Scots shake kingdom with resounding “Aye” for own Parliament
By MAUREEN JOHNSON, Associated Press Writer, EDINBURGH, Scotland (AP)

Scots resoundingly approved creating their own Parliament, embarking today on a path of home rule that will stretch their 290- year-old ties to neighboring England.

Jubilant supporters burst into the anthem “Flower of Scotland” as the final result of Thursday’s vote was declared early today, confirming that three-fourths of Scots had voted for a parliament critics say will precipitate the breakup of the United Kingdom.

“This is a good day for Scotland and it’s a good day for Britain and the United Kingdom, too,” Prime Minister Tony Blair told a delighted Edinburgh crowd as he arrived from London. Scotland’s nearly 4 million voters -- just under 10 percent of the British electorate -- will take control of most of their domestic affairs when the Scottish Parliament opens in Edinburgh in 2000.

It marks the most significant British constitutional change since Irish independence in 1922. With results counted in all 32 districts today, the vote for the Parliament was 74.2 percent in favor, with 63.4 percent supporting a separate question giving the Edinburgh body taxraising powers. Voter turnout was 60.1 percent. Two districts, the Orkney Islands in the north and Dumfries and Galloway on the southern border with England, voted against taxraising powers.

“A nation again,” declared the Edinburgh-based Scotsman newspaper. The tabloid Daily Record hailed, “A New Dawn.” The Express, against a background of the Scottish flag, the blue and white cross of St. Andrew, announced, “Marching On.”

“I’m glad, but there are going to be problems, because this was an ideological vote. They haven’t really thought through the practicalities,” said Clare McAteer, 29, at a newsstand reading the exuberant headlines. Britain’s battered Conservative Party, virtually the sole opponents of the Labor government’s plan to create the Scottish Parliament, conceded defeat. The Conservatives vowed to battle on to avert what it said were plans by Scottish nationalists to use the Parliament to bring about full independence.

“It’s been a decisive result. As a party we accept that,” acknowledged Jackson Carlaw, deputy chairman of the Conservative Party in Scotland. He added: “We don’t want to see this Parliament hijacked by anybody who favors independence.”

Creation of Scottish and Welsh assemblies were a key pledge of Blair’s winning platform in May 1 national elections. However, Blair regards the Scottish Parliament as a way of keeping Scotland in the United Kingdom, by venting pressure for independence, and the nationalists do not. “We have embarked on a journey and the end of this journey will be independence,” declared Alex Salmond, whose Scottish National Party gets about one-fourth of the Scots’ vote in national elections.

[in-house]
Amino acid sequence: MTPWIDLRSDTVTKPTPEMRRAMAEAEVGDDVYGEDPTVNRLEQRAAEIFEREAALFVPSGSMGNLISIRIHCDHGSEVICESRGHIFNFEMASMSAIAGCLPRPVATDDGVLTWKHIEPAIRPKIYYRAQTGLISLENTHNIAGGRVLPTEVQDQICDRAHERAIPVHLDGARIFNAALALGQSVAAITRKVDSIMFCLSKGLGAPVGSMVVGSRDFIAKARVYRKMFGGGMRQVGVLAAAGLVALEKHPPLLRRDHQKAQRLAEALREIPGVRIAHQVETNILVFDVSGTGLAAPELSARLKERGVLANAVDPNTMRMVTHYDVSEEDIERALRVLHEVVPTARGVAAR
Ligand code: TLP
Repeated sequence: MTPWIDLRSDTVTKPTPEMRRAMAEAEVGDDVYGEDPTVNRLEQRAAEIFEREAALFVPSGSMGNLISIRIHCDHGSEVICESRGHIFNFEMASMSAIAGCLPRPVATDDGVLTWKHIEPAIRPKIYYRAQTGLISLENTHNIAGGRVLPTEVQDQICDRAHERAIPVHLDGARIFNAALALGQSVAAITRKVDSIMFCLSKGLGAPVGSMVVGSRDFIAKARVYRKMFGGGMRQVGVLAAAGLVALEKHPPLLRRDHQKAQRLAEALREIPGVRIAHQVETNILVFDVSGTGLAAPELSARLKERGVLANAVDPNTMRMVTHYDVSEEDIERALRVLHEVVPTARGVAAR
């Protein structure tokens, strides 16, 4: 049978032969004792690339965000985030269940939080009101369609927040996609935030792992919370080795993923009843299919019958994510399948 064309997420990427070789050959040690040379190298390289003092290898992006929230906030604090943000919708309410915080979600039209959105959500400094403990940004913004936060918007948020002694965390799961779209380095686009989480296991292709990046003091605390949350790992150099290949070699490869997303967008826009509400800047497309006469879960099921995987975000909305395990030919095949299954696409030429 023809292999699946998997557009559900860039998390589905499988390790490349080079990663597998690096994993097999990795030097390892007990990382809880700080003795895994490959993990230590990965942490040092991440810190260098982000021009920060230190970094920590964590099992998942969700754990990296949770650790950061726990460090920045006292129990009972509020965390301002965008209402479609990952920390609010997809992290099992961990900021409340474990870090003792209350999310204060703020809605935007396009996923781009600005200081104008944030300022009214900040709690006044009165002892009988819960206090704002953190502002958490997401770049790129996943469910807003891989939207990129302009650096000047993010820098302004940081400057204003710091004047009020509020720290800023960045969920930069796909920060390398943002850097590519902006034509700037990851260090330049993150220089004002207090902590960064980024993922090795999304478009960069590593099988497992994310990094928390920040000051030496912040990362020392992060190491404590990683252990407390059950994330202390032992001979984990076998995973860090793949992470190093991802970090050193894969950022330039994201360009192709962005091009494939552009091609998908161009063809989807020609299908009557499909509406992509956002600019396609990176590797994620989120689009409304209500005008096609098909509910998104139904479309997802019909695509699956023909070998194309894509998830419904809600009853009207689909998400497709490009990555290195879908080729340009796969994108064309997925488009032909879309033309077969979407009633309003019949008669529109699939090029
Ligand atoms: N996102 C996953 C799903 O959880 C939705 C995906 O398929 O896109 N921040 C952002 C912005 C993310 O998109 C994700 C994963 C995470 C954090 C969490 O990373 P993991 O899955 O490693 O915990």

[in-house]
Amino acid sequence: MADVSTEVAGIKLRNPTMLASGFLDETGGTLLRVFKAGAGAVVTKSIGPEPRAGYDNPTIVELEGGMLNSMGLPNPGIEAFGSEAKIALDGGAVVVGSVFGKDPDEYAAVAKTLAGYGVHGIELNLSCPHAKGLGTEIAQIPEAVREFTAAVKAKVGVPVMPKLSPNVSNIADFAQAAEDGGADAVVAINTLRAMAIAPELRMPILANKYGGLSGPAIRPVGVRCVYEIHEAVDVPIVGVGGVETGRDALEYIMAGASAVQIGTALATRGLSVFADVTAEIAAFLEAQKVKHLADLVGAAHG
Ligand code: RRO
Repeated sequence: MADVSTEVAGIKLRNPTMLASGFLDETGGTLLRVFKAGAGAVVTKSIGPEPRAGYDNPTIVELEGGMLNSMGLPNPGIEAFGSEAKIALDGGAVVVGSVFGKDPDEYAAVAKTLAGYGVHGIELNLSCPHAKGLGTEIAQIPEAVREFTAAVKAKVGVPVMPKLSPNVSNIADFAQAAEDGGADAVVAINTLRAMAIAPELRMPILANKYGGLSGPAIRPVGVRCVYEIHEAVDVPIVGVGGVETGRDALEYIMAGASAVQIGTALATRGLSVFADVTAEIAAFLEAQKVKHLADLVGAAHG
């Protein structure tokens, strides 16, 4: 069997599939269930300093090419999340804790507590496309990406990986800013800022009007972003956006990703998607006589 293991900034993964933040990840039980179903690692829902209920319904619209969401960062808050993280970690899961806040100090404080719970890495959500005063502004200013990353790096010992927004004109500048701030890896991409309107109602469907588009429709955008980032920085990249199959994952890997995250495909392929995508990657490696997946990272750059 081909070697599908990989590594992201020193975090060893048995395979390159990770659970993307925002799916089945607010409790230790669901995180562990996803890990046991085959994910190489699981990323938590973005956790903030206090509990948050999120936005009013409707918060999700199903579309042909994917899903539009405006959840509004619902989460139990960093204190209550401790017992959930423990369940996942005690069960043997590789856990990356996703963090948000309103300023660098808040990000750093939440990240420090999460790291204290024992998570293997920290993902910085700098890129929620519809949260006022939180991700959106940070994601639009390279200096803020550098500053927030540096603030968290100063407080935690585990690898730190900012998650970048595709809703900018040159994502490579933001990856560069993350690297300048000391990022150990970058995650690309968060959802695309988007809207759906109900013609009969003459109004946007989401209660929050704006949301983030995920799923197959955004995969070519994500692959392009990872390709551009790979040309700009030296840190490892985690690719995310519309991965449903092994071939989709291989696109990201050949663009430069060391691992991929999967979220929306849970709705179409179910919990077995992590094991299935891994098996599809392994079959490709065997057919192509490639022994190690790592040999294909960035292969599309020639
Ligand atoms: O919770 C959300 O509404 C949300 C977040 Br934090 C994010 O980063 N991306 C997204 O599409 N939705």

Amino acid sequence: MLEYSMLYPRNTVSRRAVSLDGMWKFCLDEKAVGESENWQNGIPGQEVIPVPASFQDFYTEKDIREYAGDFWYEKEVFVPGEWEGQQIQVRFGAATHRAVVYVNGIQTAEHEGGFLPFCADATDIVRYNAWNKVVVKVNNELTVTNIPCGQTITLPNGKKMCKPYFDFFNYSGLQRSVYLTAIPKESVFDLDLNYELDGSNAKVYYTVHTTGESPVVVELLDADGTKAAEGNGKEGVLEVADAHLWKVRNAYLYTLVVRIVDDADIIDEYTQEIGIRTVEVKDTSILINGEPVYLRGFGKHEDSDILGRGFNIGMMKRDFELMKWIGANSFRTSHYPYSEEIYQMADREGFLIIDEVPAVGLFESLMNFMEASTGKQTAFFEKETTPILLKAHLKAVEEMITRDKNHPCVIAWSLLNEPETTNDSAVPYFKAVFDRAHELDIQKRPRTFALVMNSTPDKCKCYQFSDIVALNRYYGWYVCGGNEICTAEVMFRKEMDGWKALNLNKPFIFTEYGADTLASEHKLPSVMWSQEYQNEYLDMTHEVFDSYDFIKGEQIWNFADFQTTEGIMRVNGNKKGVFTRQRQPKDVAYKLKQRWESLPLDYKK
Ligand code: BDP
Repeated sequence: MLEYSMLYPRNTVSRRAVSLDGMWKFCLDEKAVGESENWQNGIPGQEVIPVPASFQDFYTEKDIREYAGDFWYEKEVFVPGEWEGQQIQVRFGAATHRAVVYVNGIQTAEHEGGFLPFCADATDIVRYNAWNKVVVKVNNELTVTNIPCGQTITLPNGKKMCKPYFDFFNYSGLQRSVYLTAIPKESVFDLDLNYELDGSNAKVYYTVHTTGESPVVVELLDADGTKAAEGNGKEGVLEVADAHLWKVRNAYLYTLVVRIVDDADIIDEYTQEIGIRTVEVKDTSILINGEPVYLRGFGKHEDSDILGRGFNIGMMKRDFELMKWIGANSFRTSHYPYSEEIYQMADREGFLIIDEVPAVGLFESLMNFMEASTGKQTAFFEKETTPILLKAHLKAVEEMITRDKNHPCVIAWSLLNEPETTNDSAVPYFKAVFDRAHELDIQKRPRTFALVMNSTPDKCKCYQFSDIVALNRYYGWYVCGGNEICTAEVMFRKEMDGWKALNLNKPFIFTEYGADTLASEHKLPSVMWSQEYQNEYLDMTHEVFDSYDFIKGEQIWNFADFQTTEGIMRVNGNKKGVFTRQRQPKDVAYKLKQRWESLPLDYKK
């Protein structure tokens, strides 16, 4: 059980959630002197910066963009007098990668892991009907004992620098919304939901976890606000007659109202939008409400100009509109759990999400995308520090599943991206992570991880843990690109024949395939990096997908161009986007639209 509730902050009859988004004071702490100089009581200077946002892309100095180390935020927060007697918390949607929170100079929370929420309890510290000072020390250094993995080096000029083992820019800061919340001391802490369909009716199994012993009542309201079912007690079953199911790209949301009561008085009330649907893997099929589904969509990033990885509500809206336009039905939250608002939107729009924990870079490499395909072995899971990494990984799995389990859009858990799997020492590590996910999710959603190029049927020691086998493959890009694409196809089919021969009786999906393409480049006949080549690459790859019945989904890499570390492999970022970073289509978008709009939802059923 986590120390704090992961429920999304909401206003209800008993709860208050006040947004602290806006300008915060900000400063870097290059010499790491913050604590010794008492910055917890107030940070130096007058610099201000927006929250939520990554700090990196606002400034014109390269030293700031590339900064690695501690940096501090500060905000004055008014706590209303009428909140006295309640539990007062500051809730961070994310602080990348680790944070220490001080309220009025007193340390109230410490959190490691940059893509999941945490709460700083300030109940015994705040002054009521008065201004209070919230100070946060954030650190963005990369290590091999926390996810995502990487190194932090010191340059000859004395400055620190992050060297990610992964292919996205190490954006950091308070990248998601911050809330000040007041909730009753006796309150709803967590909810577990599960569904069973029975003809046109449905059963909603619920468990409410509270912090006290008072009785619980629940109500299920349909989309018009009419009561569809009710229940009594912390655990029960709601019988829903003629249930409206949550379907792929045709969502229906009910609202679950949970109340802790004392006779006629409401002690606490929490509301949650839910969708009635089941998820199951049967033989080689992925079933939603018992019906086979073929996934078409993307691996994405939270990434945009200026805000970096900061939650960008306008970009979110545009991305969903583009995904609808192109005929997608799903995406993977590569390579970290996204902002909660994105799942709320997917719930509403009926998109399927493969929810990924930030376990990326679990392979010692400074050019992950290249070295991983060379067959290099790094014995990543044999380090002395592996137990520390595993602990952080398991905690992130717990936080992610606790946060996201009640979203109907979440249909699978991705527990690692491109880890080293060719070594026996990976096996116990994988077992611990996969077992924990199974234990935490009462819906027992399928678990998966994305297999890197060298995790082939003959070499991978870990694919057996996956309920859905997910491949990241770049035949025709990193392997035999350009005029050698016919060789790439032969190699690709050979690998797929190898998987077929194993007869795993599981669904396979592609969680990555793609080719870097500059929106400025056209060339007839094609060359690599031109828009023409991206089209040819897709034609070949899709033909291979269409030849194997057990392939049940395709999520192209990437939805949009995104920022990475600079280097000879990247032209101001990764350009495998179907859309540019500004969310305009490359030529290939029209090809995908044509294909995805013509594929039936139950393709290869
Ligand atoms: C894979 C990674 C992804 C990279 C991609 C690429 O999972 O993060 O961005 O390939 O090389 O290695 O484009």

Scotland joined with England in 1707. In 1979, the Scots and Welsh rejected separate assemblies. But sentiment has changed, partly out of resentment of 18 years of Conservative rule, delivered on English votes.

Elections for the 129- member Parliament, to open in 2000, take place in 1999. It will keep Scotland within the country and subject to Queen Elizabeth II, while controlling responsibility for a raft of domestic affairs, including health, education, the law, police, sport and the arts. The referendum took place on the 700th anniversary of the defeat of the English army at Stirling Bridge by William Wallace, depicted in the epic movie “Braveheart.”

The Scottish vote was expected to encourage Wales to vote in favor of a lesspowerful separate assembly in Cardiff in a Sept. 18 referendum. Wales is more closely integrated with England and polls show many of its 2 million voters wary of change.

Some observers predicted constitutional instability ahead, with English voters becoming resentful of Scottish lawmakers who remain in the House of Commons in London voting on English domestic issues.

The 5.1 million Scots, occupying 31.9 percent of the United Kingdom’s land, also get a more generous share per person of state spending than others parts of the United Kingdom -- except for troubled Northern Ireland.




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